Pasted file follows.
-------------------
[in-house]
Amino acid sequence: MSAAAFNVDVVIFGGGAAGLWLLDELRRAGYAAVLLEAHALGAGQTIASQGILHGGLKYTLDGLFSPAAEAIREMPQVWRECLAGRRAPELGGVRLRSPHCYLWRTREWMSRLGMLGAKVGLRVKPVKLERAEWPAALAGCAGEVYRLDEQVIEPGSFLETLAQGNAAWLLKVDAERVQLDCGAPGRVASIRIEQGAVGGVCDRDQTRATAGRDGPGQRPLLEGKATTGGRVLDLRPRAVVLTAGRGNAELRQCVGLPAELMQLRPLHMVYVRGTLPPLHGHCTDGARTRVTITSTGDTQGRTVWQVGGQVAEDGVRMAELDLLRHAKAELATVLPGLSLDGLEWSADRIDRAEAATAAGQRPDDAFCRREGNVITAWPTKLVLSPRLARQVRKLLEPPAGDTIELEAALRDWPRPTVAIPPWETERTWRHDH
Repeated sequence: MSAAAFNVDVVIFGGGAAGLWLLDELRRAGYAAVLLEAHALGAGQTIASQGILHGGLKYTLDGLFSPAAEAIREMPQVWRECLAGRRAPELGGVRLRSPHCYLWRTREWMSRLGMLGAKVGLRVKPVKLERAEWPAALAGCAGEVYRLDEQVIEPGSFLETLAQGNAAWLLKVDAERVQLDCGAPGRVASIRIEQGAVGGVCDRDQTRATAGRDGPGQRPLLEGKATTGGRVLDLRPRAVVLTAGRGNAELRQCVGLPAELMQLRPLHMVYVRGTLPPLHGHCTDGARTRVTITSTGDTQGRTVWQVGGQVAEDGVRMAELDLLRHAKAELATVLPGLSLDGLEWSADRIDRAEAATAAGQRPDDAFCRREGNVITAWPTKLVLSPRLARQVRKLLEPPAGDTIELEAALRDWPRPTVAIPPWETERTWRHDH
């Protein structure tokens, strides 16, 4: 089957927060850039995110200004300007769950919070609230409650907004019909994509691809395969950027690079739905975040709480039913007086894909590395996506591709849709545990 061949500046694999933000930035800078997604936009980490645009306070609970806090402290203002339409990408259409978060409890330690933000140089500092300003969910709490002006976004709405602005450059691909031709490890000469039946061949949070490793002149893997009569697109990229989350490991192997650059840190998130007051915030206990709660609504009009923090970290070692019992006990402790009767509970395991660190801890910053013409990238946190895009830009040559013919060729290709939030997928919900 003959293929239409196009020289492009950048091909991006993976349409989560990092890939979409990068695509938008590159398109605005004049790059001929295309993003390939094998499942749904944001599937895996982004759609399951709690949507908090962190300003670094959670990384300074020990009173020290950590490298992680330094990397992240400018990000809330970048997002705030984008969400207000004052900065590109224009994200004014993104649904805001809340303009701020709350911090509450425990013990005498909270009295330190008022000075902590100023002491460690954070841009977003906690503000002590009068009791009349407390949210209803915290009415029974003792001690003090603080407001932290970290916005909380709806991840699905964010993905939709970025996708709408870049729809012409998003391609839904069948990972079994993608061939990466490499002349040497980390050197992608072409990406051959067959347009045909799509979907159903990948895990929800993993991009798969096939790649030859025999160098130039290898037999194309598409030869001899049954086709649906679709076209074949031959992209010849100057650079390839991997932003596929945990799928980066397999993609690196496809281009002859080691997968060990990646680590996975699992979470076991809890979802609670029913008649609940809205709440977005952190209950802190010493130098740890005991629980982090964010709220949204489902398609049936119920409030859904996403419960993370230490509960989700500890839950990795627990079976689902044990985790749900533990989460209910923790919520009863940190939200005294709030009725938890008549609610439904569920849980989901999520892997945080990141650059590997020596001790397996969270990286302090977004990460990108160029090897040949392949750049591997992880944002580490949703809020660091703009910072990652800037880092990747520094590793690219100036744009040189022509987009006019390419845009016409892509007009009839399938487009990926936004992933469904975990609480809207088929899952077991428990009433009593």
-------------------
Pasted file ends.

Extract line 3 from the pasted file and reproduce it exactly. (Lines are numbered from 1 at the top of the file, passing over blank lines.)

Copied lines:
Repeated sequence: MSAAAFNVDVVIFGGGAAGLWLLDELRRAGYAAVLLEAHALGAGQTIASQGILHGGLKYTLDGLFSPAAEAIREMPQVWRECLAGRRAPELGGVRLRSPHCYLWRTREWMSRLGMLGAKVGLRVKPVKLERAEWPAALAGCAGEVYRLDEQVIEPGSFLETLAQGNAAWLLKVDAERVQLDCGAPGRVASIRIEQGAVGGVCDRDQTRATAGRDGPGQRPLLEGKATTGGRVLDLRPRAVVLTAGRGNAELRQCVGLPAELMQLRPLHMVYVRGTLPPLHGHCTDGARTRVTITSTGDTQGRTVWQVGGQVAEDGVRMAELDLLRHAKAELATVLPGLSLDGLEWSADRIDRAEAATAAGQRPDDAFCRREGNVITAWPTKLVLSPRLARQVRKLLEPPAGDTIELEAALRDWPRPTVAIPPWETERTWRHDH